While discussing filmmakers who begin with a bang, we usually talk about a “sophomore slump”. But is there a term for the opposite, when a Krishna bounces back with Nedunchaalai after debuting with the soggy Sillunu Oru Kaadhal, or when Lakshman follows up the awful Romeo Juliet with Bogan?
The beginning isn’t promising: a romance between Mahalakshmi Azhagamperumal (Hansika Motwani) and Vikram (Jayam Ravi). Bogan does away with a comedy track, but who needs one when Hansika is on screen? Note the name of the character. It’s practically a neon sign that, contrary to evidence, this is a Tamil girl. But when we first see her, she’s doing something good Tamil girls don’t do, at least not on screen. She gets drunk. Now, given the “bubbly” roles this actress usually plays, there’s always the suspicion that someone slipped a teaspoon of a psychotropic substance into her morning coffee, but things are slightly different here. She affects a slur, a childish drawl. She sways a little. Naturally, Vikram falls for her instantly.
Luckily, half an hour later, Aditya (Arvind Swamy) re-enters the picture and saves it. We first saw him in a sort of prologue, where his evilness was established by his participation in an orgy. He wakes up, and he’s surrounded by sleeping blondes and brunettes – one of them is using his unmentionables as a pillow. (The title song describes him as “mutham thuppum dragon” – a dragon that spits out kisses.”) And he returns when the eminently fast-forwardable romance is shoved aside for the plot about Aditya’s unconventional heists.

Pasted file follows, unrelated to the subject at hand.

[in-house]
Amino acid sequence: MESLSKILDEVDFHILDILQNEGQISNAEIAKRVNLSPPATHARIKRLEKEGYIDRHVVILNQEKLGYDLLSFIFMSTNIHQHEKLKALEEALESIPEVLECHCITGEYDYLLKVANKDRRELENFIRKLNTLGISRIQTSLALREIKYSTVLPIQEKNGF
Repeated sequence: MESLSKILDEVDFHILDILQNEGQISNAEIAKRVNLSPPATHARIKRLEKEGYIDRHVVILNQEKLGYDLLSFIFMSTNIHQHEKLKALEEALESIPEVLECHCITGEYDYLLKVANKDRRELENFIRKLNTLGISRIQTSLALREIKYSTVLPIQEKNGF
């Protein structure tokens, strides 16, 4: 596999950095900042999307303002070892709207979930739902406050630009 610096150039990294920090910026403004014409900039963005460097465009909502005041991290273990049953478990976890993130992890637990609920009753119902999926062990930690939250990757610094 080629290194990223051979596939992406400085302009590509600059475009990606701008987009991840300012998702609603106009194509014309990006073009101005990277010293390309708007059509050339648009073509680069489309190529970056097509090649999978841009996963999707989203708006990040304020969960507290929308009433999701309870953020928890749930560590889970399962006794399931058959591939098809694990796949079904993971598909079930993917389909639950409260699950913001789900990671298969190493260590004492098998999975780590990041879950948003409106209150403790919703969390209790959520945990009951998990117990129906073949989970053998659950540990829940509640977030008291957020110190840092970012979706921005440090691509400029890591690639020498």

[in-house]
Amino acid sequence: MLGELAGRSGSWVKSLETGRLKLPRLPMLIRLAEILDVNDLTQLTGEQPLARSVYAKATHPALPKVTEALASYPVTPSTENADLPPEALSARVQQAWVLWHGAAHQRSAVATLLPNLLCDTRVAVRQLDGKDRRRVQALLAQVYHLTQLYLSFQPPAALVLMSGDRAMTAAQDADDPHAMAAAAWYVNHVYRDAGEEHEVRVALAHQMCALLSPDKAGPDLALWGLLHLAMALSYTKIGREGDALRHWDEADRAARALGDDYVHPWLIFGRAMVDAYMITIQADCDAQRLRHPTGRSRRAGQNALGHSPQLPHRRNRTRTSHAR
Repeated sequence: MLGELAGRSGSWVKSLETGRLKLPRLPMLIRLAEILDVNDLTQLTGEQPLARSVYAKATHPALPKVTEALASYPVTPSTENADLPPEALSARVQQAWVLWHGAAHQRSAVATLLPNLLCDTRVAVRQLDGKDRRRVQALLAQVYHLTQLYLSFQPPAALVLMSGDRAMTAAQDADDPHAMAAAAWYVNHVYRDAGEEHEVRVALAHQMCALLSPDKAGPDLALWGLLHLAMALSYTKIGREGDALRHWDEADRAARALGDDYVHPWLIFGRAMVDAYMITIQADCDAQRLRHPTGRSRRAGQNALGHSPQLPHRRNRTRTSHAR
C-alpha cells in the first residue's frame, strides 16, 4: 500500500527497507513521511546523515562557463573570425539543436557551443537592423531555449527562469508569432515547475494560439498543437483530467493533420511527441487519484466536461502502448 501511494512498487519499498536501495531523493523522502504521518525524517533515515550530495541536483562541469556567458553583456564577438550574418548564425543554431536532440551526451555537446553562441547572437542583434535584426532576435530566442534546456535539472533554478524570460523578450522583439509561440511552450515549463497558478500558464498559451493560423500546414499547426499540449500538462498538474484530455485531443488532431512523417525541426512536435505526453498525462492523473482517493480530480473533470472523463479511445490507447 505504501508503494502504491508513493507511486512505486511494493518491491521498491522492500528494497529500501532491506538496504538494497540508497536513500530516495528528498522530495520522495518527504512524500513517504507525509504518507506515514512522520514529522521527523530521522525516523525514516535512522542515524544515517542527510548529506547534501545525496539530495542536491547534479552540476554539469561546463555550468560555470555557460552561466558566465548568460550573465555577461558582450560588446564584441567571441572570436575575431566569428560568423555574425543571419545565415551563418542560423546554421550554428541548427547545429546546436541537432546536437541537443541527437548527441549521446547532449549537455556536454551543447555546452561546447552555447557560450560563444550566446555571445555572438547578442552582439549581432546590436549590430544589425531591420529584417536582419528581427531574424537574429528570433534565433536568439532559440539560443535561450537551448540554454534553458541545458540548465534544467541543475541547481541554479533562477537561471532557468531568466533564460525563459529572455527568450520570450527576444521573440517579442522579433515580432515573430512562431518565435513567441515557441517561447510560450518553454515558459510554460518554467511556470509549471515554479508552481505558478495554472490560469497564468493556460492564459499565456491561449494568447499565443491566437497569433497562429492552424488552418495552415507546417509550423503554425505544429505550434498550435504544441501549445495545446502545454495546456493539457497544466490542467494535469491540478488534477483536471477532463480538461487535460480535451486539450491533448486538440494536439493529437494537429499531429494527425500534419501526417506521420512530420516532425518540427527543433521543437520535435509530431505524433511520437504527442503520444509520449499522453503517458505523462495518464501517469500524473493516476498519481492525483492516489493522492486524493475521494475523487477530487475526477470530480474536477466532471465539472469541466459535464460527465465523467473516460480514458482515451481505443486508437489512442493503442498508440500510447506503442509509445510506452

Turning bad may be the best career decision Arvind Swamy made. In his heydays as hero, he was blandly handsome, a not-bad performer – but something was always missing, and now, after Thani Oruvan and Bogan, we are able to put a finger on what it was. Edge, charisma – he’s got that now. He owns the screen. He hams gloriously as the villain, especially in a pre-interval interrogation scene where he calls a female cop machan and keeps tossing kinky asides in her direction, even as he threatens a male cop with a gruesome death. Jayam Ravi – who’s got one note in his repertoire, earnestness – pales in comparison.
Especially when he attempts to emulate Arvind Swamy’s swagger. This plot twist looks towards the fantastically trashy Face/Off, where cop and criminal switch places. But Bogan isn’t nearly as fantastic, or trashy. It’s perfectly watchable, but I wish the villain had been more than just someone who steals cash from local banks and jewellery showrooms. He needed to be mythic, especially given the manner in which he goes about his villainy. Nasser, who plays an archaeologist, says as much: had he had this power, he’d have switched places with the American President and ruled the world. They should release this film with subtitles in the US, whose citizens, right now, are sorely in need of wish-fulfilment.
There’s no character development (precious little is done with Aditya’s background as a prince), and pace is generated more through flashy editing (Anthony) and Imman’s background score rather than the writing – Vikram’s apprehension of Aditya is laughably simplistic. But the film looks grand, and it gets better as it goes along. As popcorn thrillers go, you could do worse.
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